The system uses substrate guided optics to project the forward field of view
image through the HUD via an optical waveguide.
Although the head-up presentation of data on the HMD provided faster detection for cued targets, the clutter produced by the symbology in the forward field of view proved to be costly in the detection of low-salience targets, particularly when they were uncued.
The data in Figure 7 revealed that superimposing imagery onto the forward field of view imposed a time cost for target detection of approximately 3 s relative to the head-down display, F(1, 7) = 7.42, p < .05.
Although the imagery used in the current study was semitransparent, its presentation directly in the forward field of view and the high level of detail used to present the topographical data probably reduced the visibility of far-domain information that appeared behind the imagery to a greater degree than that of any HUD symbology or of the very simplified imagery employed by Yeh et al.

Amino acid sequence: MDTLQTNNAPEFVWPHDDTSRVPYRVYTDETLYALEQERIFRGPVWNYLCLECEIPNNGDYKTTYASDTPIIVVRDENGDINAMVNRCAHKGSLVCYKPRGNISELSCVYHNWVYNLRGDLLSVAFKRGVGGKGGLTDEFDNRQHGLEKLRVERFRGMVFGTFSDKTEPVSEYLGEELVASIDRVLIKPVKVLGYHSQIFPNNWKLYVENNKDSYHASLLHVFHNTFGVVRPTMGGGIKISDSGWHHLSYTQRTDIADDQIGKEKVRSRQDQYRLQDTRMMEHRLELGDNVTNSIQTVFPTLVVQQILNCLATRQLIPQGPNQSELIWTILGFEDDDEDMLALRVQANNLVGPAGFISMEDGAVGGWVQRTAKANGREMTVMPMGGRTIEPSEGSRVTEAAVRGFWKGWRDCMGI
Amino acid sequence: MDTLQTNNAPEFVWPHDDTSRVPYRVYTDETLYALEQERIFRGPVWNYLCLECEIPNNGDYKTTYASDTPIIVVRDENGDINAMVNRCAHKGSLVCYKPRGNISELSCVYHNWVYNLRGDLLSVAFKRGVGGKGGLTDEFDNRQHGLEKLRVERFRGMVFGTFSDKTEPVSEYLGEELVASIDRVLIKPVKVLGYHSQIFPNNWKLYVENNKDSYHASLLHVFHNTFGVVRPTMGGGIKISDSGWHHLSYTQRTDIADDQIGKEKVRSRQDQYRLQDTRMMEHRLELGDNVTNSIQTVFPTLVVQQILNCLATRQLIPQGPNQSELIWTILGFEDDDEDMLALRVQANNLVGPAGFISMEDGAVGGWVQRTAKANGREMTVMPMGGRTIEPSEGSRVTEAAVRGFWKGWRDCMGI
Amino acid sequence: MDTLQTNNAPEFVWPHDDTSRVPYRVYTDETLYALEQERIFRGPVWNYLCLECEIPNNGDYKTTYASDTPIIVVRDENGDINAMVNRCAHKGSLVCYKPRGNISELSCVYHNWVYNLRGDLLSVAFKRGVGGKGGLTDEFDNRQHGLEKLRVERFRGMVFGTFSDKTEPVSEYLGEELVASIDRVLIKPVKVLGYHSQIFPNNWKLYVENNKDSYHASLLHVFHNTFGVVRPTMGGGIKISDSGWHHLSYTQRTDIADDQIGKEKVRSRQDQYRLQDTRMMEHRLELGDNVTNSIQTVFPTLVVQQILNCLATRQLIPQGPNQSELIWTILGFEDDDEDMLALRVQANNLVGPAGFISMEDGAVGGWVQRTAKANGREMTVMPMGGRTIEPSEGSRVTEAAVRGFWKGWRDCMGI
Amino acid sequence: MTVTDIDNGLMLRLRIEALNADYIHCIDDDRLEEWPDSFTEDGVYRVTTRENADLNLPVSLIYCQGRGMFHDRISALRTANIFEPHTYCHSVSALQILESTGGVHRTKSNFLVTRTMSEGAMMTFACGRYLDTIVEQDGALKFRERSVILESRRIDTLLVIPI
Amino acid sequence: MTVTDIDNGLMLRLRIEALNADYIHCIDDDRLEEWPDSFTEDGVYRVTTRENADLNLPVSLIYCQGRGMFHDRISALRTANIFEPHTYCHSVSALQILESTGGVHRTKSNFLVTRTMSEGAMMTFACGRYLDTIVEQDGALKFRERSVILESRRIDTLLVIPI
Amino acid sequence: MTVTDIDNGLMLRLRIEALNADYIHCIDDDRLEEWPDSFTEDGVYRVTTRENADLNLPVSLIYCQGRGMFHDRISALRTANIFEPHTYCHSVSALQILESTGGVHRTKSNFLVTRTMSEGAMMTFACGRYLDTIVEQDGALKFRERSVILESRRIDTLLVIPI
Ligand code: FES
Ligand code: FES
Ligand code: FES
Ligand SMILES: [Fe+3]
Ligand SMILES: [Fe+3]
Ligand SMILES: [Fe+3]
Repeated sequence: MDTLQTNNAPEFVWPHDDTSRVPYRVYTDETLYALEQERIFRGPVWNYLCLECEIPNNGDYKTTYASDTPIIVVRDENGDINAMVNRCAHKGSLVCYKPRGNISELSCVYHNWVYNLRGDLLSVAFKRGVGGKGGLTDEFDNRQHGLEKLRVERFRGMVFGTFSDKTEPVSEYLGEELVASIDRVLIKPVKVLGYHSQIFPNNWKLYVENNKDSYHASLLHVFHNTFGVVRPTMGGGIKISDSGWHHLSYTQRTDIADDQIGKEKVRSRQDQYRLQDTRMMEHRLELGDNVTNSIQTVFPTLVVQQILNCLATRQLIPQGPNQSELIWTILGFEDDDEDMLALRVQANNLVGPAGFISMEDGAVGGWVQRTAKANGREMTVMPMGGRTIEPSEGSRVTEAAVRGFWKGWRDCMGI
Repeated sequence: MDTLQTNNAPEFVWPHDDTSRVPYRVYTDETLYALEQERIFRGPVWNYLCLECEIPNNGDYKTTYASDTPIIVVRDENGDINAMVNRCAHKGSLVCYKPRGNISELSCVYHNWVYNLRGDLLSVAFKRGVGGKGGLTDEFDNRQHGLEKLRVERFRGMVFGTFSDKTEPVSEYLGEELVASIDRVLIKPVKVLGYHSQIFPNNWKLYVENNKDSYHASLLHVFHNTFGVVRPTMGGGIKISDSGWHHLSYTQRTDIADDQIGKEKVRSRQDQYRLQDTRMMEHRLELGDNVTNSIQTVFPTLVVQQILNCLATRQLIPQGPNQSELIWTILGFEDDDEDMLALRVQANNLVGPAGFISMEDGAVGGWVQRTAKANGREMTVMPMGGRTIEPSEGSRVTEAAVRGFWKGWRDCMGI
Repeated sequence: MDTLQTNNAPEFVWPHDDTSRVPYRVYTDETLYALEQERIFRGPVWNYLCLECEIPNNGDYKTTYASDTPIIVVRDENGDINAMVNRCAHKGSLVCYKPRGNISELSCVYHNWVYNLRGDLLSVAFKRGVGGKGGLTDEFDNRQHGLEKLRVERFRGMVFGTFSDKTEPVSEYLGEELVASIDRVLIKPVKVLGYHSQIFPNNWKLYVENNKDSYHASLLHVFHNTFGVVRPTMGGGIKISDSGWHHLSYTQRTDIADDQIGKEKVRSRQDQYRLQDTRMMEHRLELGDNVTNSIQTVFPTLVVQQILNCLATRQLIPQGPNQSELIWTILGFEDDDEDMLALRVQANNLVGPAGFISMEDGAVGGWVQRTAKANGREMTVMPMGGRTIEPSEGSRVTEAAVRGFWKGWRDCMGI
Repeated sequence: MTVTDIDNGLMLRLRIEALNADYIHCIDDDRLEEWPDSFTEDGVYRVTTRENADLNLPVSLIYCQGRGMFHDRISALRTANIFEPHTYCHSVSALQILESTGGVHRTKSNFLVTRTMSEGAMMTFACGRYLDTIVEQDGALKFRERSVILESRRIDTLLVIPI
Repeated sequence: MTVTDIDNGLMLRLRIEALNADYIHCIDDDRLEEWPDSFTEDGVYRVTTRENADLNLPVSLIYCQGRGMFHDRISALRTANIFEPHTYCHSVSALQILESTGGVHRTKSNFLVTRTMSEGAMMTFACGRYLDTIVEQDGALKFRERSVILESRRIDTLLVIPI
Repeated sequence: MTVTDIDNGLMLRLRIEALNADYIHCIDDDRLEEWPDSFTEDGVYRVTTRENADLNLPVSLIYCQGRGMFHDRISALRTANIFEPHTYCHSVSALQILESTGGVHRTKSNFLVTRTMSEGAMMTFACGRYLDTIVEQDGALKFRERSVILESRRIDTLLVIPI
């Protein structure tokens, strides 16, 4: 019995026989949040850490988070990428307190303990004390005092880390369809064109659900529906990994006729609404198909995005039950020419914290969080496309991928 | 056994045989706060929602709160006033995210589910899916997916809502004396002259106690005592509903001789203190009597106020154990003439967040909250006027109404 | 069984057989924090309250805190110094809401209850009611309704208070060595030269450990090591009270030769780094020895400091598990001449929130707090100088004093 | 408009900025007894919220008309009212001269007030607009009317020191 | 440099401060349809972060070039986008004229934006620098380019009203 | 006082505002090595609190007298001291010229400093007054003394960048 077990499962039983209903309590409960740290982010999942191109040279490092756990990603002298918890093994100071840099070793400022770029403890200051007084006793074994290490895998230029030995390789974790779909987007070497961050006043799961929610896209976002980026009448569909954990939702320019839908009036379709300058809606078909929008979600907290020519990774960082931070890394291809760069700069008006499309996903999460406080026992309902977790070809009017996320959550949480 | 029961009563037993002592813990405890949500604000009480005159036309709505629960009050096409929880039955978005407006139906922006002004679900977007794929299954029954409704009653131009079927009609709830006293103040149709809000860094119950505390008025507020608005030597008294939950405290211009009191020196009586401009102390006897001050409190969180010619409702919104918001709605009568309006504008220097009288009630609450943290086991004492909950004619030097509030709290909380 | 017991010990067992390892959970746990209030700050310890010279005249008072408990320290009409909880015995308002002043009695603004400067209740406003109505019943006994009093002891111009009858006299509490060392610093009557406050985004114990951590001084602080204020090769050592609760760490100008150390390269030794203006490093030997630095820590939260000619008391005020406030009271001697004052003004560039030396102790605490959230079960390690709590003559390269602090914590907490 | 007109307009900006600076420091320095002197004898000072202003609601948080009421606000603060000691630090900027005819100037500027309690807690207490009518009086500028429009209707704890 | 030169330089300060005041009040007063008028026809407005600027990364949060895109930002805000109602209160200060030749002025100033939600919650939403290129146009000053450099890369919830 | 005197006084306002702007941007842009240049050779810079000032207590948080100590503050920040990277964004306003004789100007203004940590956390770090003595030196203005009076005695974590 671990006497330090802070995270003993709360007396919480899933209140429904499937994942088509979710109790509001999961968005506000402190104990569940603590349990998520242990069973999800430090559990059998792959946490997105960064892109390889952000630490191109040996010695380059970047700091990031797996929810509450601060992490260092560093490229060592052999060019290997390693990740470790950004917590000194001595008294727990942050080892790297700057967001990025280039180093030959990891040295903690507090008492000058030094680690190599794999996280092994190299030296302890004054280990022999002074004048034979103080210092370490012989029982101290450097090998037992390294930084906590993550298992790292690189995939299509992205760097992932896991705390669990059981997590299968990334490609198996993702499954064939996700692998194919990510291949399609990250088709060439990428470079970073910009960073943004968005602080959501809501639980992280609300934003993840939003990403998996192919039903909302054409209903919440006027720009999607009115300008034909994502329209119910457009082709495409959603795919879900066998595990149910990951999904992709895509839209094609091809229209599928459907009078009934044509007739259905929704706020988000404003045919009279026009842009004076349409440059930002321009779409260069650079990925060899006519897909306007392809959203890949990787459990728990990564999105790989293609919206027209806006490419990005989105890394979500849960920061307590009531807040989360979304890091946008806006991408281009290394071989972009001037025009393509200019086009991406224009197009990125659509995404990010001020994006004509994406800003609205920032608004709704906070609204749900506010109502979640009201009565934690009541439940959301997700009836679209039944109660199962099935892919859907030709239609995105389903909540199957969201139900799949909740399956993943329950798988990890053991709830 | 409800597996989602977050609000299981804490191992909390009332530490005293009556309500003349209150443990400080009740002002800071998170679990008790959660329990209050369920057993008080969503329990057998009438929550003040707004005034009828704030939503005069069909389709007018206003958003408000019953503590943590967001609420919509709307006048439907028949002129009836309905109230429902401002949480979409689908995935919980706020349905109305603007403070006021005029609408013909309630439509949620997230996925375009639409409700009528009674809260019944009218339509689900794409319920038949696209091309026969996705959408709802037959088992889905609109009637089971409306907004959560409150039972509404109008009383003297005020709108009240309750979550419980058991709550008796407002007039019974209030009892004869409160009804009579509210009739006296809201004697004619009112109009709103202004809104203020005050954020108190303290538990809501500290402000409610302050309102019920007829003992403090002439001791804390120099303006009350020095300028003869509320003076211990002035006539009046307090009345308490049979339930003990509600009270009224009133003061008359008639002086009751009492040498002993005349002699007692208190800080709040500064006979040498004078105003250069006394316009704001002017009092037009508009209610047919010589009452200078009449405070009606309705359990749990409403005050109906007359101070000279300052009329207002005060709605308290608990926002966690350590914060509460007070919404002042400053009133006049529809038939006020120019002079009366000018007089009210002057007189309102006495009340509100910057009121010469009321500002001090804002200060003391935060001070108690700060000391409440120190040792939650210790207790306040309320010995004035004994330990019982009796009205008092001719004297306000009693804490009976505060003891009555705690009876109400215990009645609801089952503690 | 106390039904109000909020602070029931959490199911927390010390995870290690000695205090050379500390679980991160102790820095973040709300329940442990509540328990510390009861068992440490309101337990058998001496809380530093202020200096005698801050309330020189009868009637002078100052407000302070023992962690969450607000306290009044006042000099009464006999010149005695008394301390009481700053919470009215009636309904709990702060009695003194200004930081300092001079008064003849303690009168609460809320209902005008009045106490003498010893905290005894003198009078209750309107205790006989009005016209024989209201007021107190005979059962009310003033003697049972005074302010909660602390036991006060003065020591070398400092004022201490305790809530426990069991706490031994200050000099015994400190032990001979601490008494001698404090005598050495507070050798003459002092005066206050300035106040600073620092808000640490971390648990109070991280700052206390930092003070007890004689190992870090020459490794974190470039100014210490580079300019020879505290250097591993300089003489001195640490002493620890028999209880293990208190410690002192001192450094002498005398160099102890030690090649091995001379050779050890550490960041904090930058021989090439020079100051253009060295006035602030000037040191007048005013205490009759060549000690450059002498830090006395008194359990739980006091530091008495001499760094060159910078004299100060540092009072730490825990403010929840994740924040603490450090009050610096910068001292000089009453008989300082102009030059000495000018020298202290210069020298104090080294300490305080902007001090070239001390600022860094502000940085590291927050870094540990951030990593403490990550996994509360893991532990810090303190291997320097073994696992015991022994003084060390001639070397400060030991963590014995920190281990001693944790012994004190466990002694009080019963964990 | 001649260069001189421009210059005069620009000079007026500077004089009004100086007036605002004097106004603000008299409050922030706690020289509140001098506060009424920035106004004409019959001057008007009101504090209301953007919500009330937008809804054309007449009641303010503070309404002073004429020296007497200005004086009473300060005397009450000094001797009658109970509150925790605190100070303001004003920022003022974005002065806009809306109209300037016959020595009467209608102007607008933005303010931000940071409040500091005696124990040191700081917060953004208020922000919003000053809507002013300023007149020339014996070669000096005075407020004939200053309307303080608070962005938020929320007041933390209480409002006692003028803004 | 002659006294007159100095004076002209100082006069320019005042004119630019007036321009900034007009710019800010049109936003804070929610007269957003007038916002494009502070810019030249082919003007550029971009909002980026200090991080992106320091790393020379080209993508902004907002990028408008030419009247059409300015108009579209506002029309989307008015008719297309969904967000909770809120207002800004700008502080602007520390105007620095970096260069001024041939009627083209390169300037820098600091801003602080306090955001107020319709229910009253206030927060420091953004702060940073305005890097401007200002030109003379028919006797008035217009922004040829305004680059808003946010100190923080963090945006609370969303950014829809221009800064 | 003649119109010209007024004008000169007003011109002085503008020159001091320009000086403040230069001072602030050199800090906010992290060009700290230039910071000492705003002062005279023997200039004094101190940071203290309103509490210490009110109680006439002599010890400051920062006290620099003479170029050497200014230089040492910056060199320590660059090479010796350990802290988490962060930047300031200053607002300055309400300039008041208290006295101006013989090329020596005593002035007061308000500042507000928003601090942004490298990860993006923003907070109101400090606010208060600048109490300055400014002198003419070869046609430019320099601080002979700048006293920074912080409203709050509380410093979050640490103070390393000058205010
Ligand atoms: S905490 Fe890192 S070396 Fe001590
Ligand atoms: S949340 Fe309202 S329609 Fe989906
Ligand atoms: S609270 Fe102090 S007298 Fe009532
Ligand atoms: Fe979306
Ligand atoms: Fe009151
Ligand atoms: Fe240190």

However, these benefits must be weighed against the potential costs of using a see-through HMD: (a) The optics required for such a system are heavy and may impose a substantial amount of weight on the user's head; (b) the visibility of the far domain is reduced because of reduced light transmittance or a reduced field of view; (c) there is increased clutter in the forward field of view, such that in a worst-case scenario, the additional symbology in the near domain (i.e., the display) may obscure information in the real world (or far domain); and (d) there is a potential for cognitive tunneling in which one domain captures attention so that events in the second domain are missed or ignored.
As in Experiment 1, the lock-on reticle was not used to signal the presence of any uncued targets that might appear in the participant's forward field of view.
However, in light of the apparent virtues of HUDs in minimizing reaccommodation times and sustaining attention within the forward field of view, they are being considered for application in the automotive domain (Dellis, 1988; Sojourner and Antin, 1990).
The main findings of this study indicate that the nature of the background scene on which a HUD is superposed, as well as the placement within the forward field of view, has significant consequences for the legibility of HUD-presented images.